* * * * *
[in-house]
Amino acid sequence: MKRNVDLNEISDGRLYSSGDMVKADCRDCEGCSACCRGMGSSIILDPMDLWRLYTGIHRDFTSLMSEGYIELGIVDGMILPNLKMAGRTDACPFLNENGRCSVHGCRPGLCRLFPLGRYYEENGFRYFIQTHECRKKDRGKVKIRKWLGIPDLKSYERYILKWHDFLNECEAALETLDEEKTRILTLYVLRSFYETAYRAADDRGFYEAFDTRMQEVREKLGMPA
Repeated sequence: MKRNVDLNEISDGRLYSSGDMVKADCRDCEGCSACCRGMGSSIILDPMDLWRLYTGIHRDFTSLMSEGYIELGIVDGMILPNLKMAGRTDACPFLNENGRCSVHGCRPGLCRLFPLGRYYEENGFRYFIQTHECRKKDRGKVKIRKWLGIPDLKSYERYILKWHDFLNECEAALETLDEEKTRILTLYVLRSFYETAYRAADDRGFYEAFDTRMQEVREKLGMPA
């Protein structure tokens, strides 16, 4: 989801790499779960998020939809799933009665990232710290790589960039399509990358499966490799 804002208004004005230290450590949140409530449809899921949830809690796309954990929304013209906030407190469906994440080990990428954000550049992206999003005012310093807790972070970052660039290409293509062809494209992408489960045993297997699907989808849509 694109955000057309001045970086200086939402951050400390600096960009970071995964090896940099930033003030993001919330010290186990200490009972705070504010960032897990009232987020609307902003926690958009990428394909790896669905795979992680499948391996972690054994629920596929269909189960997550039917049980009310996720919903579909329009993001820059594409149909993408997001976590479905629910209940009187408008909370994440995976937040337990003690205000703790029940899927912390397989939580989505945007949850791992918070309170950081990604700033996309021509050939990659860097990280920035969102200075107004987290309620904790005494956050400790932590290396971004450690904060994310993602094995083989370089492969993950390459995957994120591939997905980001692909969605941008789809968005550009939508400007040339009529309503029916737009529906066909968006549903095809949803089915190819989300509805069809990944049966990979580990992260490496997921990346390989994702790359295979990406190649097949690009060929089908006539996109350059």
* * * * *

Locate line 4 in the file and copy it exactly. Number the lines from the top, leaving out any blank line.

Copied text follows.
């Protein structure tokens, strides 16, 4: 989801790499779960998020939809799933009665990232710290790589960039399509990358499966490799 804002208004004005230290450590949140409530449809899921949830809690796309954990929304013209906030407190469906994440080990990428954000550049992206999003005012310093807790972070970052660039290409293509062809494209992408489960045993297997699907989808849509 694109955000057309001045970086200086939402951050400390600096960009970071995964090896940099930033003030993001919330010290186990200490009972705070504010960032897990009232987020609307902003926690958009990428394909790896669905795979992680499948391996972690054994629920596929269909189960997550039917049980009310996720919903579909329009993001820059594409149909993408997001976590479905629910209940009187408008909370994440995976937040337990003690205000703790029940899927912390397989939580989505945007949850791992918070309170950081990604700033996309021509050939990659860097990280920035969102200075107004987290309620904790005494956050400790932590290396971004450690904060994310993602094995083989370089492969993950390459995957994120591939997905980001692909969605941008789809968005550009939508400007040339009529309503029916737009529906066909968006549903095809949803089915190819989300509805069809990944049966990979580990992260490496997921990346390989994702790359295979990406190649097949690009060929089908006539996109350059």